This summer has been a banner year for travelling and socializing for Ray and me. Not just since the stroke, but in our whole lives. We have been so many places and seen so many far away people. I finally have a few weeks ahead with very little planned, and I'm going to do my best to keep that way. Hopefully we will be ending up the summer in a mellow mood, able to look back and be grateful for all the fun we have had. I'll write about it in bits and pieces over the next few days: We do have a brand new friend stopping by later to help us finish off the last of my cannelloni and meat sauce, sort of an extreme happy hour, but that seems like a breeze to me right now.
Our latest adventure was a four day visit from a priest I became friends with on the internet, not through religion but rather food. We have been talking for at least five years now, so when Ray had his stroke he said daily Masses for him and was very understanding since his mother also had suffered something similar, ending up in a nursing home. I always felt that was part of the reason Ray's recovery was a bit better than originally predicted. Father Dave is an enthusiastic devotee of cooking (and eating well of course) and we are always egging each other on. He is the one who is encouraging me in my foray into canning jams, and getting back into baking breads. We had a very "foodie" time, comparing notes and ideas. Ray wasn't thrilled but why would he be? He did get to eat well though, both at home plus when we got treated to an exotic meal out the last day. Lots of sightseeing, beaches, shopping, we did it all. It was something different, which can never be all bad.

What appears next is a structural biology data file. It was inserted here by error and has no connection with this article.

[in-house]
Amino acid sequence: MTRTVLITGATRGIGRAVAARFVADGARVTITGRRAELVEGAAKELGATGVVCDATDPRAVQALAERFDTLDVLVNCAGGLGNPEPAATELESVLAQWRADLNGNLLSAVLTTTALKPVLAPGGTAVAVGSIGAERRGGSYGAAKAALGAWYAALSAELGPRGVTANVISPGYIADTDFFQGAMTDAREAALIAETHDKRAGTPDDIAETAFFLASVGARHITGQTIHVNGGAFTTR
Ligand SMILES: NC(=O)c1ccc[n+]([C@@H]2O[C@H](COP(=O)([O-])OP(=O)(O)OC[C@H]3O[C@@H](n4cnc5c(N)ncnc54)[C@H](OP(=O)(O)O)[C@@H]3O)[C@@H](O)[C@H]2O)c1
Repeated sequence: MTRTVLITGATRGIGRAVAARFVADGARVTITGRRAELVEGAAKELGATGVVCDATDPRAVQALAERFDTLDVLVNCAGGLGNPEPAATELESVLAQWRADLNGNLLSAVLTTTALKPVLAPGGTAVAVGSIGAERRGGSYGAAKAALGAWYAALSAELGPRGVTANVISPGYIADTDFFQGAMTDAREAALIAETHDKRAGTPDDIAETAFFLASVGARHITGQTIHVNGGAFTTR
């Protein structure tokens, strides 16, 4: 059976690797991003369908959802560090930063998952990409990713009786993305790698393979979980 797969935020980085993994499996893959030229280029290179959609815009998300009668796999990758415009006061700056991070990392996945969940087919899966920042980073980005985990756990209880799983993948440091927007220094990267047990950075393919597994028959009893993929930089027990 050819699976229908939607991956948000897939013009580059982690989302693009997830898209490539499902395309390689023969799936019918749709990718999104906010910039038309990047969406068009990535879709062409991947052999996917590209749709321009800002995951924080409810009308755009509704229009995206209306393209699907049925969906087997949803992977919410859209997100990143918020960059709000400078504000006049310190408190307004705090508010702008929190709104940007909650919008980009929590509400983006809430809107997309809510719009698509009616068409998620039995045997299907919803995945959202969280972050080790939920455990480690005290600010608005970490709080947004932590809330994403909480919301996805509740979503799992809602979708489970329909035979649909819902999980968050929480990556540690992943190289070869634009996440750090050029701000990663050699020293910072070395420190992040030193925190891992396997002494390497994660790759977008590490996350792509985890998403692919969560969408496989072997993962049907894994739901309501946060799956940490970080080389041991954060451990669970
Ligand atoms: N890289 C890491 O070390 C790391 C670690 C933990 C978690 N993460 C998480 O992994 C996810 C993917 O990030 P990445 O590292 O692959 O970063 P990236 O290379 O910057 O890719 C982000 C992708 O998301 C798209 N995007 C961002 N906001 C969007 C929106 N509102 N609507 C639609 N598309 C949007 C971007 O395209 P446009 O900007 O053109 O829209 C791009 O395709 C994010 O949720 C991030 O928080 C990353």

Anyway, just before the priest arrived, I was frantically trying to cook and clean in advance, as usual. Ray was being crabby about the impending visit and wanted something, but the usual "drink? pills? bathroom?" were all angrily rejected by him. So I said, whatever it is, you can do it yourself, I'm not supposed to be waiting on you hand and foot anyway, it's holding back your recovery. Then I went upstairs, before I said anything worse. I hear him get into the wheelchair and move across the house, which he can do fine but usually prefers not to. So I was curious and went down to see what was up. He had gotten into the bathroom and was sitting on the toilet! This was like a miracle to me. I even told the visiting nurse, sure she would chastise me for not being with him, and she said, you still help him in the bathroom? That's crazy! He can do it himself!! Stop enabling him!!
So I'm telling the priest, and he told me an interesting story about his brother. He was totally paralyzed from the neck down in a car accident. They were just going to send him home after he was stabilized, since there was no therapy they could give him at the time. Then the day he was to leave, he moved one of his fingers, so they sent him to a rehab place instead. But he was depressed and wouldn't cooperate. Then they found the solution. If they got him mad, then his adrenaline kicked in and he would suddenly give it his all, as if out of spite, just to show them up. Guess that's what happened to Ray too, he forgot he supposedly "couldn't" go to the bathroom himself and just did it, in a fit of anger. I said to my friend, maybe we should patent this idea. "Mad" therapy, a new psychological direction in modern rehab!